Rev. Luther Axtell [1820-1886] was a Cumberland Presbyterian minister in southwestern Pennsylvania. His rural circuit meant that he preached and performed the sacred ceremonies of the church across county lines, touching the lives of families living in Allegheny, Fayette, Greene, Washington, and Westmoreland Counties, Pennsylvania, as well as across state lines into Ohio and West Virginia. Among his many duties as a traveling clergyman, Luther performed roughly 200 marriages, which he recorded in a ledger now available in the Greene Connections Archives.
Greene County, Pennsylvania is featured in this Library of Congress Video Presentation. – Watch and learn as we delve into the past with the women from our local history and family trees. Understand the challenges involved in uncovering their stories. Celebrate the details – big and small – that the records reveal about their lives, families, and communities. The lessons learned from these local women will help us to find our female ancestors wherever they lived.
Two letters tucked into the pages of a family Bible, reveal how a family pulled together to bring home a fallen soldier.
Jesse Lazear may not be in your family tree, but he may be in your family album! Local celebrities have a way of stumping genealogists who are trying to make sense of their ancestor’s archives. Often unidentified, or worse misidentified, these folks who your great-greats enjoyed and admired were proudly added to the family photo collection. Learn from the example of Jesse Lazear to spot these popular locals hiding among the relatives in your family photos.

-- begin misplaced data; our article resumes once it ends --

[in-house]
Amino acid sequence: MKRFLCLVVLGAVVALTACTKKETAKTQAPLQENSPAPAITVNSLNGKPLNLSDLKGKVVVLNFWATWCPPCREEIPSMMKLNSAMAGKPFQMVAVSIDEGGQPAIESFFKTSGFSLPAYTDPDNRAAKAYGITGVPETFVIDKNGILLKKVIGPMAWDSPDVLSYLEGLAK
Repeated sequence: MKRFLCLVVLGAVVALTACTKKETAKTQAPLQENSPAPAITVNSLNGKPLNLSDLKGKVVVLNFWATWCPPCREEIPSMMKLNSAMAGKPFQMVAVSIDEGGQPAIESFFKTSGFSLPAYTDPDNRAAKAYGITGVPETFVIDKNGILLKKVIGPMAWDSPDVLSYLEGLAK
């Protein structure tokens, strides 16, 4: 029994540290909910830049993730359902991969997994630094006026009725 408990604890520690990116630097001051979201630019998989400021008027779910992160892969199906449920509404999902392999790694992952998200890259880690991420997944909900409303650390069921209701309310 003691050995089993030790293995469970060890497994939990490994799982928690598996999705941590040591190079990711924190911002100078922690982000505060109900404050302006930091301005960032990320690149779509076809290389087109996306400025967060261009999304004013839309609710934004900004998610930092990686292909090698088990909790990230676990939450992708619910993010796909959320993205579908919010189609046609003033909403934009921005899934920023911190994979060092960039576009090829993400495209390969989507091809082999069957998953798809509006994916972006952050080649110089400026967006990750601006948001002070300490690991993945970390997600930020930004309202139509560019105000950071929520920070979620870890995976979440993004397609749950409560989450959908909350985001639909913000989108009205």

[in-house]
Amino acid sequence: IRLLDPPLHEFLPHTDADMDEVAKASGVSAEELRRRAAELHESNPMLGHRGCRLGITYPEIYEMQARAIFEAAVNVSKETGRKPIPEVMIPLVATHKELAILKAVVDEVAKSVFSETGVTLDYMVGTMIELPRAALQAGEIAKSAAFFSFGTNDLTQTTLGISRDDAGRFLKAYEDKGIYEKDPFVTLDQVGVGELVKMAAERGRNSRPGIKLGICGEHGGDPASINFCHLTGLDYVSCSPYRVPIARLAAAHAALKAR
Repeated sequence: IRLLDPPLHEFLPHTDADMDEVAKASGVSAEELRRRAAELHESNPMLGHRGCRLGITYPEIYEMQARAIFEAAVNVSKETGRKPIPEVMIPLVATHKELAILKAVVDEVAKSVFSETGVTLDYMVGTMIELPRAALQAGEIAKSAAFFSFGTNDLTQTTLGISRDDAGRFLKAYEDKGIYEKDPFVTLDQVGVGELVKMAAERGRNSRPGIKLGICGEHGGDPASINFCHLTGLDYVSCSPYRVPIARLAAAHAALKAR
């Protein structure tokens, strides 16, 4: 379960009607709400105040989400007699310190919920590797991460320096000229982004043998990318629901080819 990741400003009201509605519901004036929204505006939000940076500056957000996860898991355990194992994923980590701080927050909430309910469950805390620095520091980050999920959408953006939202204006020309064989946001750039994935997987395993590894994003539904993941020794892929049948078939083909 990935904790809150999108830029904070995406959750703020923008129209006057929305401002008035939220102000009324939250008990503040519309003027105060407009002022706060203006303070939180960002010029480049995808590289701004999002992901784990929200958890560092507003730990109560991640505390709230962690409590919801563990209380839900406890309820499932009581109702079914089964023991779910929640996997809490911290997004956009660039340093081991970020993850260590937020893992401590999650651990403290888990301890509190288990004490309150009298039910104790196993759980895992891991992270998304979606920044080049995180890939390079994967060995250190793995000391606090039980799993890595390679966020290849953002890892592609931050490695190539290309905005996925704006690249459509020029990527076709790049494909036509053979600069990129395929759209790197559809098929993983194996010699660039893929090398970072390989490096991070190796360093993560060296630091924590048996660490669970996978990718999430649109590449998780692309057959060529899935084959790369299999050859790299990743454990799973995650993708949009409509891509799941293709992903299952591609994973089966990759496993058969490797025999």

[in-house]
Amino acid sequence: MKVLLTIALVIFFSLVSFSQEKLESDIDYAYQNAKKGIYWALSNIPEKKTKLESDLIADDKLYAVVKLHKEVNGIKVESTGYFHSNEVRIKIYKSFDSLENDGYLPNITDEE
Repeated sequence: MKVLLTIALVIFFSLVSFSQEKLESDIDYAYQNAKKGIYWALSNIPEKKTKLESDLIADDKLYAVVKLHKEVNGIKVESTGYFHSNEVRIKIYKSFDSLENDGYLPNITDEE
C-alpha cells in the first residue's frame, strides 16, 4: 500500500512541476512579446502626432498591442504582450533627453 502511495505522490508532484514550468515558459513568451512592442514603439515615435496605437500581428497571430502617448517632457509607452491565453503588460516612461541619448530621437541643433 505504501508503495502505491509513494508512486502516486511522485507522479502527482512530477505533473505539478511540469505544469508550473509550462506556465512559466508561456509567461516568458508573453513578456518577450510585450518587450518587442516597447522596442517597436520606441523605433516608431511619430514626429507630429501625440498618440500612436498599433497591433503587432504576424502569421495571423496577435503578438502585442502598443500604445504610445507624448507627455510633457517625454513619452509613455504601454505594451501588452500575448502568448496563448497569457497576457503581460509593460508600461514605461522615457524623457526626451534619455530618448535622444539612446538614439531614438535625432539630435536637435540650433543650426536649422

We hope you have visited our site (www.GreeneConnections.com) and found your ancestor looking back at you, or seen what your house or street looked like a century ago, or read a handwritten letter your relative sent home from France during World War I. The possibility of such discoveries increases daily as the project continues to grow!
The caption on the photograph read, “Car in which Simon Wesley Rinehart was killed.” It was clearly going to be a research path that would lead to tragedy. Moved by this haunting image, what follows is a glimpse into the events of late 1912, remembering the lives that are memorialized by this simple picture of an automobile with a foreboding inscription.
On August 2, 1862, Joseph Throckmorton Sr., age 77, sat down to write a letter to his second wife, Laura (Peck) (Gilbert) Throckmorton, age 63. Laura was at home on their farm in Morrow County, Ohio, to which the envelope is addressed, while Joseph was visiting his family in Waynesburg, Greene County, Pennsylvania, from where the letter was written.